Ancestral Wisdom: Signs & Symbols From Beyond the Veil

Nov 08, 2023

November 7 marks the halfway point between the autumn solstice and the winter equinox, a day traditionally known as Samhain.

I know that most celebrated on Halloween or the day after on the Day of the Dead, but technically the veil thins between realms for a week beyond that hallowed eve. 

When I discovered that we had a window—rather than a day—to commune with those on the other side, I decided to intentionally open a conversation with my Granny (Lee Ellen Crane Watson) who died almost 18 years ago. She and I had a special bond that still resonates within me as a soul connection. 

I felt the kinship of our spirits intuitively, but there were so many conversations we never got to have.

She was gone before I had the language for a feminist spiritual awakening. We talked about our shared feminist consciousness, and one of my favorite ways to connect with her now is to replay on old episode of C-SPAN's Book Notes TV show—a tribute to pioneering feminist thinker Betty Friedan—where Granny called in and spoke on air for several minutes about the unrecognized contributions women made to this country during World War I. Linking to the episode here for the curious. She was 89 at the time.

So I asked her to have that conversation with me now. In the widow of the thinning veil that is Samhain.

The first night after my request for conversation, she answered some questions in my dreams. She sent a beautiful message about the freedom she found despite the cultural limits that kept her from fully grounding into a feminist spirituality. The message came in the form of elephants processing through a habitat bordered by short walls and in a flowing shape of interconnected wombs and birth canals. Elephants symbolize both the feminine divine and the passing of ancestral wisdom.

She told me that she was as free as she could be in her life and that I could be freer. 

That conversation was so fruitful that I tried again the next night, imploring her to come again to my dreams. And then after making the plea, I could not fall asleep. I lay awake for hours feeling like a was missing out of the magic of communing with her in my dreams.

Finally at 2:30 am, the knocking came.

I first thought that I had imagined it and tried to relax my body back toward the elusive state of sleep. Then my husband sat up and pulled out his phone. "What are you doing"? I asked. "Looking at our security camera footage. I heard someone knocking at our door." Validated that he, too, had heard it, I peered over his shoulder at the footage, together rewinding over and over again through the past five minutes or so. Nothing. And the dog (sleeping in our bed) hadn't stirred when she normally loses her mind if anyone approaches our house. 

"You sure it wasn't an animal in the attic?" I posited. "Positive," he said. "Definitely a knock."

Having done his due diligence, he drifted off to sleep as the reality sunk into me. That was Granny knocking after hours of waiting for me in my dreams. That is exactly what someone waiting at a door would do—"Hello? I'm here. You going to open up?" But how? I replayed the knock in my mind. It was calm, not a panicked middle-of-the-night demand for attention. And it sounded closer than the front door.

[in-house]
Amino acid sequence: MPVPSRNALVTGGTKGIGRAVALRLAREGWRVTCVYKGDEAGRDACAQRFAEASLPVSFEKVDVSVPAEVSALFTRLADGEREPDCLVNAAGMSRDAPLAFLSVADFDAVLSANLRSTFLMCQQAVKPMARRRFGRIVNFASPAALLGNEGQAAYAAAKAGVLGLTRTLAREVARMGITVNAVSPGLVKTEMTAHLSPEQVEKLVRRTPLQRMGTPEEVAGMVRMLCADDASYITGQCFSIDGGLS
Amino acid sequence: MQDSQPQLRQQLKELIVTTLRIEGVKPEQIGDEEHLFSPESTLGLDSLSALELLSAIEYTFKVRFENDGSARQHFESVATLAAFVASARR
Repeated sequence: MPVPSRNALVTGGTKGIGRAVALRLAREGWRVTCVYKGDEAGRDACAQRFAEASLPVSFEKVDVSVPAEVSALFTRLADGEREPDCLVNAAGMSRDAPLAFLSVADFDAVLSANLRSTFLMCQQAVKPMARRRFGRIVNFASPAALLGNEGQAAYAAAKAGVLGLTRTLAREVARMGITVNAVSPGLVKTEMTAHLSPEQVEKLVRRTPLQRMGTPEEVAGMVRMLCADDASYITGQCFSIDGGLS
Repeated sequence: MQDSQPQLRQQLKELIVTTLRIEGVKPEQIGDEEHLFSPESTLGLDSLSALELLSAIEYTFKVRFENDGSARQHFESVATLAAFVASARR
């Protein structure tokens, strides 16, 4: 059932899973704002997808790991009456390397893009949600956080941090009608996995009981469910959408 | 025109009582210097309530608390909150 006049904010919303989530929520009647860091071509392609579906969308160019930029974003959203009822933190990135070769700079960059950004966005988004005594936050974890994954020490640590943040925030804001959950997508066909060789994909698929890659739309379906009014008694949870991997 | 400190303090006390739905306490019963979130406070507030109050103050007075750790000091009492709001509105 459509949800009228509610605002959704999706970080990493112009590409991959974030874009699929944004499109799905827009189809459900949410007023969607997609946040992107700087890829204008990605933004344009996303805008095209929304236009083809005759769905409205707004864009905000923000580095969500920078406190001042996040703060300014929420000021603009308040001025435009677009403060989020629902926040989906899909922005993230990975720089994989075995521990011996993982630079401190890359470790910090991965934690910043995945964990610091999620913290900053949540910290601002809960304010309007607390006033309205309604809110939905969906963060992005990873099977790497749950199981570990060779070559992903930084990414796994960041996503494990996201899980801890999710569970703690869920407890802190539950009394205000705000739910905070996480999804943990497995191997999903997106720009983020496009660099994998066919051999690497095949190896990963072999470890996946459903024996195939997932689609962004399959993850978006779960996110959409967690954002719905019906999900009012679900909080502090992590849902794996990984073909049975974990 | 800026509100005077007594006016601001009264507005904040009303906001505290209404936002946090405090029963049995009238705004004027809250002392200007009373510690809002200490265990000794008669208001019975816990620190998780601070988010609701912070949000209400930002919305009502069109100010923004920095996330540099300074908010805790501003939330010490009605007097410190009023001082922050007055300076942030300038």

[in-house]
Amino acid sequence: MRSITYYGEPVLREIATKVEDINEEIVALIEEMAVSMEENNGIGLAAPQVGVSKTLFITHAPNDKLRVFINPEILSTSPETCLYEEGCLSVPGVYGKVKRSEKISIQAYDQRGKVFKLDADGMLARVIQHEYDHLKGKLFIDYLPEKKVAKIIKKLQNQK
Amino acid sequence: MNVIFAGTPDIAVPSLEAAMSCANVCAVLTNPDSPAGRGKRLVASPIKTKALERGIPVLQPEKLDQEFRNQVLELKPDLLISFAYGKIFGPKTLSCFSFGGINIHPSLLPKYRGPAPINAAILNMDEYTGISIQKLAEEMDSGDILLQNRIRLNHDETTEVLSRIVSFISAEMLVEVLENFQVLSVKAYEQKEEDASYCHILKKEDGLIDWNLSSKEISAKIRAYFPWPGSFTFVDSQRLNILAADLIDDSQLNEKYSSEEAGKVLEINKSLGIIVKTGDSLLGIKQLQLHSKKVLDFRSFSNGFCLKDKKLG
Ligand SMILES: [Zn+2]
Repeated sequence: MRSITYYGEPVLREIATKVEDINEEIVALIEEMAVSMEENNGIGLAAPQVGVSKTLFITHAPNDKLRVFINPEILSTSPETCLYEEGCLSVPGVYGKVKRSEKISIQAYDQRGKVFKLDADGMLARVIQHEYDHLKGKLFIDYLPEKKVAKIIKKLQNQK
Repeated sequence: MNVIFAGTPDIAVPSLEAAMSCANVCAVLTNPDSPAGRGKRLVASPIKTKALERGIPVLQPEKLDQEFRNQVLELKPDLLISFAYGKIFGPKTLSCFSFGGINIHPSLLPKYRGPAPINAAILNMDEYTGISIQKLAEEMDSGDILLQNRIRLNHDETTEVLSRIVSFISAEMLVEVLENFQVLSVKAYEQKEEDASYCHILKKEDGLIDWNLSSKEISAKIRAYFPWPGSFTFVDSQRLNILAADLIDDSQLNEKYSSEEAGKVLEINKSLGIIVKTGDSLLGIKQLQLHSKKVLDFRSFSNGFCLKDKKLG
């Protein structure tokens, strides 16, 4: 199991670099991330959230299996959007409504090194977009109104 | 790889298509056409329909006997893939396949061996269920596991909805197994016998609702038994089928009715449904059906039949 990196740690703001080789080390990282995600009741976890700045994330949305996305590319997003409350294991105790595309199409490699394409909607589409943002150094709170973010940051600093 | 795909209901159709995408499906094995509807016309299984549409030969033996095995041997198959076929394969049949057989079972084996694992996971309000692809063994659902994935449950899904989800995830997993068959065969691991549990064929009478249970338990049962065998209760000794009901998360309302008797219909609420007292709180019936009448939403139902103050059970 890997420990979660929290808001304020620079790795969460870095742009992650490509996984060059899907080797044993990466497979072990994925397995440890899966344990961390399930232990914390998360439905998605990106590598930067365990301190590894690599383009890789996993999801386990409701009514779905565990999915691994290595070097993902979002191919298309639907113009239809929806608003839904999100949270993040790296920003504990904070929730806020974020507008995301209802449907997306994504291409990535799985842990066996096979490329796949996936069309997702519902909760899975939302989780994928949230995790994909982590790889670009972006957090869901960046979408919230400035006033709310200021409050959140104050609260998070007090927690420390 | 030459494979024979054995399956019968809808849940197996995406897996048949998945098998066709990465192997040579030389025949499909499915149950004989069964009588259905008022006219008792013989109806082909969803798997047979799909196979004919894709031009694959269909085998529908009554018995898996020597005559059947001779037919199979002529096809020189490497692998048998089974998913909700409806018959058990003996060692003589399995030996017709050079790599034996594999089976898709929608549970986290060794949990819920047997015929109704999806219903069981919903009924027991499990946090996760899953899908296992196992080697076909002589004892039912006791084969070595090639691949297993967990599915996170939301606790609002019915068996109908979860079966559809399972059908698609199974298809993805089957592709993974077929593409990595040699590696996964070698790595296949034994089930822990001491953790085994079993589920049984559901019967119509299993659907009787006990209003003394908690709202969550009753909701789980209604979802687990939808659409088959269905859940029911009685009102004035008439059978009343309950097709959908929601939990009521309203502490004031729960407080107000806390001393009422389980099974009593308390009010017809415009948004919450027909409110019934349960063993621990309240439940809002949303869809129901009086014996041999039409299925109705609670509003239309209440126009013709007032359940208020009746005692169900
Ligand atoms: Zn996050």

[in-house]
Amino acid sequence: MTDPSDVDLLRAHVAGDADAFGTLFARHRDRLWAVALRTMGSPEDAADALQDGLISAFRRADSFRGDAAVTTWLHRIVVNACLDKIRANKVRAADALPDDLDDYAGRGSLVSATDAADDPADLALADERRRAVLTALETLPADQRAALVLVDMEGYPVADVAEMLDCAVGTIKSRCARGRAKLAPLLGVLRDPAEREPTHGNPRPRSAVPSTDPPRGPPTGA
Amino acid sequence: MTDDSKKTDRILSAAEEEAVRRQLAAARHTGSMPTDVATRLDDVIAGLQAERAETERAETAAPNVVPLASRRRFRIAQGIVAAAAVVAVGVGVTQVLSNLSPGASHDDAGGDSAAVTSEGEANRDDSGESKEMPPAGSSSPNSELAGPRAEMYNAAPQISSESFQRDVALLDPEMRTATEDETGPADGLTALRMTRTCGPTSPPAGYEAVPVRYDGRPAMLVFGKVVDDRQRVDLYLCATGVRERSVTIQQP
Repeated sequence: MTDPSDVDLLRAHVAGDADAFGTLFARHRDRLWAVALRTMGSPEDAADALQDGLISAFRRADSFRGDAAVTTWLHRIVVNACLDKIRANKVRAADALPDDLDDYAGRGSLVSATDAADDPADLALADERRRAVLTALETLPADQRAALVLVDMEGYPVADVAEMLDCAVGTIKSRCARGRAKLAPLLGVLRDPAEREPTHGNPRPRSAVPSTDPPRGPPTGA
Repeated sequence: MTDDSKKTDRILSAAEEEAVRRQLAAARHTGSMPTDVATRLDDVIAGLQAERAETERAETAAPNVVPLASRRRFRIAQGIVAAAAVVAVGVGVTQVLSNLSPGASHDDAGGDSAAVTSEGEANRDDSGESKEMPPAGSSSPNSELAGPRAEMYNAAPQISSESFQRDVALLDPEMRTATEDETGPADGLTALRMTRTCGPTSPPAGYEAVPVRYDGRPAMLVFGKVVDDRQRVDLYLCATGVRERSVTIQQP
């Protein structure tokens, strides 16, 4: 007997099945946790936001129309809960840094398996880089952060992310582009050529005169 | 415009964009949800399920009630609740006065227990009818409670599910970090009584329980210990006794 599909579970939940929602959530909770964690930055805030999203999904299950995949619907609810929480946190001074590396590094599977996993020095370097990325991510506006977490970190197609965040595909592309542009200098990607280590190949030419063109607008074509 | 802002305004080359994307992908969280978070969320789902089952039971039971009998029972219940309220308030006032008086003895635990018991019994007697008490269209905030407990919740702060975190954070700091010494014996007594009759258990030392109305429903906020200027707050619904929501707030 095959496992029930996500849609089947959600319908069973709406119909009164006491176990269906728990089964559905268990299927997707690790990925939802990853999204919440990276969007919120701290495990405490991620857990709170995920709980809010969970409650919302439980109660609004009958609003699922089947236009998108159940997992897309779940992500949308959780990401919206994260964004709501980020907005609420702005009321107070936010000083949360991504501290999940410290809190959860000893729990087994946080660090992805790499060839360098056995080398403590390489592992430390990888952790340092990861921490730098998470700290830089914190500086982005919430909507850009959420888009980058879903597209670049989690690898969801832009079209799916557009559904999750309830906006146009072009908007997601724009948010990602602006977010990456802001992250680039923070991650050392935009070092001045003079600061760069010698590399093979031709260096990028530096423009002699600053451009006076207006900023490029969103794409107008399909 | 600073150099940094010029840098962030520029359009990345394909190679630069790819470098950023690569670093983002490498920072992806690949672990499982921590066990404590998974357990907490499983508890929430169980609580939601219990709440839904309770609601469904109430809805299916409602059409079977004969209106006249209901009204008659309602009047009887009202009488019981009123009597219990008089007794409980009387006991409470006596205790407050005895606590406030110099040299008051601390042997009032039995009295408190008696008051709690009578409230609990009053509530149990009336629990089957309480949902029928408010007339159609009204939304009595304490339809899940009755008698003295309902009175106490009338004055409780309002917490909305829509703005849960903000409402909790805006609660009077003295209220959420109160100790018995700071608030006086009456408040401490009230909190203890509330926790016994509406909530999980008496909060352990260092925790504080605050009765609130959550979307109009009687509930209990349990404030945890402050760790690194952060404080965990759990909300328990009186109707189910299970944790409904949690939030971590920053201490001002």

Sleep finally came for me, and in the morning I asked Greg a few questions before telling him about the source of the knocking. "Yep, it sounded calm." He actually duplicated it on the door frame of the bathroom. Just like I remembered. "Yes, it did sound closer than the front door."

I told him what had happened. Considering possible doors that Granny could have knocked on, I suggested that it sounded like it had come from our closet door and he agreed. Immediately I remembered that I had hung a painting of Psyche (an antique collotype print by William Sergeant Kendall) in there. It had hung over Granny's bed for as long as I can remember. I was enchanted by it. She said it looked like me and that she would leave it to me, which she did. 

I wandered into the closet, gazing at the familiar image with a new knowing attached to it now that it had mediated communication between realms.

I reached up and touched the frame, instinctively pushing it back to the wall, closing the gap left by the wire used to hang it. I could replicate the knock by touching the frame to the wall several times in a row.

I had never researched the painting or its mythical subject, but now I was ready. She had a message for me. Psyche is the Goddess of the Soul.

My whole childhood, Granny slept not under a crucifix or some other symbol of a male god, but under the watchful eye of a goddess.

And then Monica Rodgers, my co-conspirator in mediating messages in their symbolic spiritual form, informed me that Psyche is also part of the mythic split that happens in women between Eros and Psyche within patriarchy when they evacuate their erotic power and get trapped in their fragmented psyche.

There is so much to unpack in the answers I got from Granny just by opening the conversation. Do you have questions for those who have moved onto the other side of the veil? Ask them! It is not too late. The veil is thinnest during the Samhain season, but the cave-like darkness of winter that's approaching creates a container for just such introspection and inter-realm wisdom.

If you want a ritual to usher in the season of cave time, join us this Sunday, 11/12 at 12 noon ET for a ritual led by Molly Remer to awaken the Crone of Winter. You can save your spot here or join our Sovereign Sisterhood for access to a full rhythm of support for women awakening to their self-sovereignty. And in 2024, we're adding a quarterly Myth & Symbol Circle to lean into the symbolic language of the spirit together. 




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